His Holiness the Dalai Lama met with Gaden Tri Rinpoche, Jangtse Choeje Rinpoche, the abbots of the member monasteries of Geluk International Foundation and their academic advisors,July 4, 2022. Photo:OHHD

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Dharamshala — Gaden Tri Rinpoche, Jangtse Choeje Rinpoche, the abbots of the member monasteries of Geluk International Foundation, and their academic advisors, Prof Virander Chauhan, Ashok Thakur, and Prof Prakash Chandra, met His Holiness the Dalai Lama, to discuss the establishment of a "Buddhist Institute" to preserve the unique form of study introduced at Nalanda Monastic University in Bihar, India in the 5th century.

The Abbots of Geluk International Foundation member monasteries, and their Academic Advisors, Professor Virander Chauhan, Ashok Thakur, and Professor Prakash Chandra, held a press conference on the Buddhist Institute in the hall of Norbu House, the following audience with His Holiness the Dalai Lama on July 4, 2022.

“In accordance with the vision of His Holiness the Dalai Lama, the Geluk International Foundation announces the establishment of The Buddhist Institute, an umbrella organisation providing certification to members of the Foundation's constituent monasteries and nunneries, while also making its unique form of ancient Indian wisdom and education available to the outside world including men, women, ordained and laypeople,” said Geshe Lobsang Gyaltsen, former Abbot of Gomang Monastery while reading out their statement.

According to the press release, the institute aims to preserve the unique form of study introduced in the ancient monastic university of Nalanda in Bihar in the fifth century. “The purpose of the Institute is to preserve the unique form of study introduced at Nalanda Monastic University in Bihar, India in the 5th century, and further developed in Tibetan monasteries down the centuries. This course of study preserving ancient Indian wisdom includes a profound investigation of reality along with a deep understanding of the workings of the mind and emotions, with the aim of equipping an individual with the ability to lead a better life and bring about a more harmonious world,” the statement mentioned.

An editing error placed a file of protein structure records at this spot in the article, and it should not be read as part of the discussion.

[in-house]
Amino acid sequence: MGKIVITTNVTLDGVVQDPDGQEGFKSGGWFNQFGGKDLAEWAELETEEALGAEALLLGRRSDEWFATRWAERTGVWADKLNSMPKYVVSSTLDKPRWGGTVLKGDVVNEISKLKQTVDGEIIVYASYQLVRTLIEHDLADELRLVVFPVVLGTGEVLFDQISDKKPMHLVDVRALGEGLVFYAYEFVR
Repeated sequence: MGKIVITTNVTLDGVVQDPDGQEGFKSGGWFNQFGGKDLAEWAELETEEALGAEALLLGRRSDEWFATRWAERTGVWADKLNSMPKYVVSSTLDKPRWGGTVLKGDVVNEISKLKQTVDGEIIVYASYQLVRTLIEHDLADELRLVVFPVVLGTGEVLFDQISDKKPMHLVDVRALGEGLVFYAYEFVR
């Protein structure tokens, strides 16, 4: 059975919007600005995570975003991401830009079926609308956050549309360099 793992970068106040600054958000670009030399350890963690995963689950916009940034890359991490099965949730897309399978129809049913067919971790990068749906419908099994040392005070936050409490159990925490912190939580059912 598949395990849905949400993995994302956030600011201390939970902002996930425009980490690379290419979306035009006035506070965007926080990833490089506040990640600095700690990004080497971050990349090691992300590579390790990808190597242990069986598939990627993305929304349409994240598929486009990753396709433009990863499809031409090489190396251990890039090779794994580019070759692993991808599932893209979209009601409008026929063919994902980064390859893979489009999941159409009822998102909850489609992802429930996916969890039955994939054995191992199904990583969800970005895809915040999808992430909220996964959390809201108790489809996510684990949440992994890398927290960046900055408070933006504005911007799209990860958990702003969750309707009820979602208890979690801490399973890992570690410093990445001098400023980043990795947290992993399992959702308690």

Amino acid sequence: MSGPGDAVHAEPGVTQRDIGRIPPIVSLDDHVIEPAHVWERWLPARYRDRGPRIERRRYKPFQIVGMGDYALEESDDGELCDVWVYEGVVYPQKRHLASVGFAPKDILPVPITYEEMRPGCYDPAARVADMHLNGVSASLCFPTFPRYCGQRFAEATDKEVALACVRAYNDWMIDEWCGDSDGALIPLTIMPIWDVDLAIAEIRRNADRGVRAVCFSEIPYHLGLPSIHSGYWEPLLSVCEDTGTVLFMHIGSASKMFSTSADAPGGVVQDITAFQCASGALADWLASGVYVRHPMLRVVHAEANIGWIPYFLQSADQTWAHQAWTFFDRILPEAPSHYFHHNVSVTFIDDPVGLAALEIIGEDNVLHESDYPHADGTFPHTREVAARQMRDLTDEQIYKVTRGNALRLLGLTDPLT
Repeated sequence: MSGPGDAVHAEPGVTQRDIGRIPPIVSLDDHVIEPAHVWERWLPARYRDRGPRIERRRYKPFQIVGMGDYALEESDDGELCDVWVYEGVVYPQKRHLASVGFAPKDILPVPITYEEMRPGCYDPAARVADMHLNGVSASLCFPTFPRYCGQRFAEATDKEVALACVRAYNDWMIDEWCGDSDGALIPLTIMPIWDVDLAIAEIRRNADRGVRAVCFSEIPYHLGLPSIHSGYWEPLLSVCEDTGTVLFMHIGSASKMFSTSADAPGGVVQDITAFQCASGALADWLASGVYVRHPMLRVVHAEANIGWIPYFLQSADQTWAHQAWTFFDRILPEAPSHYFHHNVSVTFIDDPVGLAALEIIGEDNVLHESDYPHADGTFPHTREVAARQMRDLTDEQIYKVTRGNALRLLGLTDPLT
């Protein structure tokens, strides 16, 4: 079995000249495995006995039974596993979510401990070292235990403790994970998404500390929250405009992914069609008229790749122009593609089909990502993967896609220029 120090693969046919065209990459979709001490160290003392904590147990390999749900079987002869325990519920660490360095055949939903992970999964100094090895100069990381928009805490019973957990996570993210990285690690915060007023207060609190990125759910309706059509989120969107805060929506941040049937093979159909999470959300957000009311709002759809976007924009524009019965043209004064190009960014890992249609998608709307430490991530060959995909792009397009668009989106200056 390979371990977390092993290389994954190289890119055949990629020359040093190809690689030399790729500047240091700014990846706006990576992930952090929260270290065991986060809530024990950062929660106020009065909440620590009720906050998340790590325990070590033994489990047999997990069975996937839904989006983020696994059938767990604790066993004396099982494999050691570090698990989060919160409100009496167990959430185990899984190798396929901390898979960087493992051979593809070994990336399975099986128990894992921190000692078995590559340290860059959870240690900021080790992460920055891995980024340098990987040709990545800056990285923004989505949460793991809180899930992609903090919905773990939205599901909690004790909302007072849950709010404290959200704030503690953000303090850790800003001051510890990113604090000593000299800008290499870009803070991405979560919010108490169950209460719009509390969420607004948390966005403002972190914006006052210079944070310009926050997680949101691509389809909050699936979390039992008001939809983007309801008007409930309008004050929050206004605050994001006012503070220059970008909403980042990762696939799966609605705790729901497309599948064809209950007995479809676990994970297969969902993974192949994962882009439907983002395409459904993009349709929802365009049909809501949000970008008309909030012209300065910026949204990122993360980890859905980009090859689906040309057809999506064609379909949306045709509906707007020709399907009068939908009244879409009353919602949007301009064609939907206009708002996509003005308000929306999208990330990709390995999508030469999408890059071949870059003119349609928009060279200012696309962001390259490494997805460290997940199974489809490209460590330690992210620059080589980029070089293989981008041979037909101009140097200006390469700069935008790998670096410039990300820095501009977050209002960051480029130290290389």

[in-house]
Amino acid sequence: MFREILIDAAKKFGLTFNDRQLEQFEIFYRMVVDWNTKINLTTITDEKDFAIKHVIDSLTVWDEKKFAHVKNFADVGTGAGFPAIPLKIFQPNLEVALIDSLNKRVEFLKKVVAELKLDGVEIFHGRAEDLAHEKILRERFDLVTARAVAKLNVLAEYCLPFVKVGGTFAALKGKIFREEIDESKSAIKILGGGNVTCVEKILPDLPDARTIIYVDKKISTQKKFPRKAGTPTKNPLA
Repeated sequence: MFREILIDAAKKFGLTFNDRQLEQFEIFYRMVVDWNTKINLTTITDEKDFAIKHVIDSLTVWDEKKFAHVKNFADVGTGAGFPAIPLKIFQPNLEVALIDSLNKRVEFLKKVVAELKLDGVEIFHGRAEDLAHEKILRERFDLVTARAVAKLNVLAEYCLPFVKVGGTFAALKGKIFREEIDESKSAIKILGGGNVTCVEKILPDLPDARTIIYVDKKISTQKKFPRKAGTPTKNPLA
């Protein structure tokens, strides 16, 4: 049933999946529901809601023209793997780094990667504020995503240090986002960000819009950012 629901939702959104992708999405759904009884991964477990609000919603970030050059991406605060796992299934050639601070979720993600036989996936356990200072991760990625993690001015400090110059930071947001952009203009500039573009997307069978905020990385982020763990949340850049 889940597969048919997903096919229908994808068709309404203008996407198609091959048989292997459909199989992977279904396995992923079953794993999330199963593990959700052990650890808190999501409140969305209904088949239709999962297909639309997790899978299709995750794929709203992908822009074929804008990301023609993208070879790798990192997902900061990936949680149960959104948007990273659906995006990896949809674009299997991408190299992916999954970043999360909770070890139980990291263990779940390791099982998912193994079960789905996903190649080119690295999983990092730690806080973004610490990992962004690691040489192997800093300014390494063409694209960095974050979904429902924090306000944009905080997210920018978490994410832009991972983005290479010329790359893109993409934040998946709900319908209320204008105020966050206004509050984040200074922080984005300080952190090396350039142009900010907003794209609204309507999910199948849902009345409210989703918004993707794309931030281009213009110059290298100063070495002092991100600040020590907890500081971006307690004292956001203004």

The institute plans to teach modern subjects not previously available in traditional monastic institutions, such as comparative religion, science, western philosophy, history, and mathematics. The institute also aims to become a university under the UGC Act of 1956.

“The Buddhist Institute will make this knowledge available to the world while also developing its own courses of study on a variety of subjects not previously available within traditional monastic institutions, such as comparative religion, science, western philosophy, history, and mathematics, in order to broaden the opportunities offered by the Institute to monastic and lay students from all backgrounds. The Institute aims to evolve into a university as defined under the University Grants Commission Act 1956,” Geshe Lobsang said.

Professor Virander S. Chauhan, Former Director of International Centre for Genetic Engineering and Biotechnology, Mr Ashok Thakur, Former Secretary of Higher Education, Ministry of Human Resource Development and Professor Prakash Chandra, Vice-chancellor of Ahmedabad University, and Abbots of various Tibetan Monasteries met with His Holiness the Dalai Lama to discuss their plans to establish the Buddhist Institute in various Monasteries in India.

Mr Ashok Thakur talked about monasteries in India and their importance in Buddhist culture and tradition. He recalled a discussion with His Holiness in which he raised the alarm about the lack of young people involved in these institutions, pointing out that this could mean the disappearance of the Buddhist and Tibetan heritage.

Therefore, they presented the idea of opening up a world-class institute for Buddhist teachings, where faculty from the existing monasteries and the modern world will come to teach students from across the world, not only monks or Buddhists. This was the Institute that could ensure the survival and progression of the Buddhist tradition.

 

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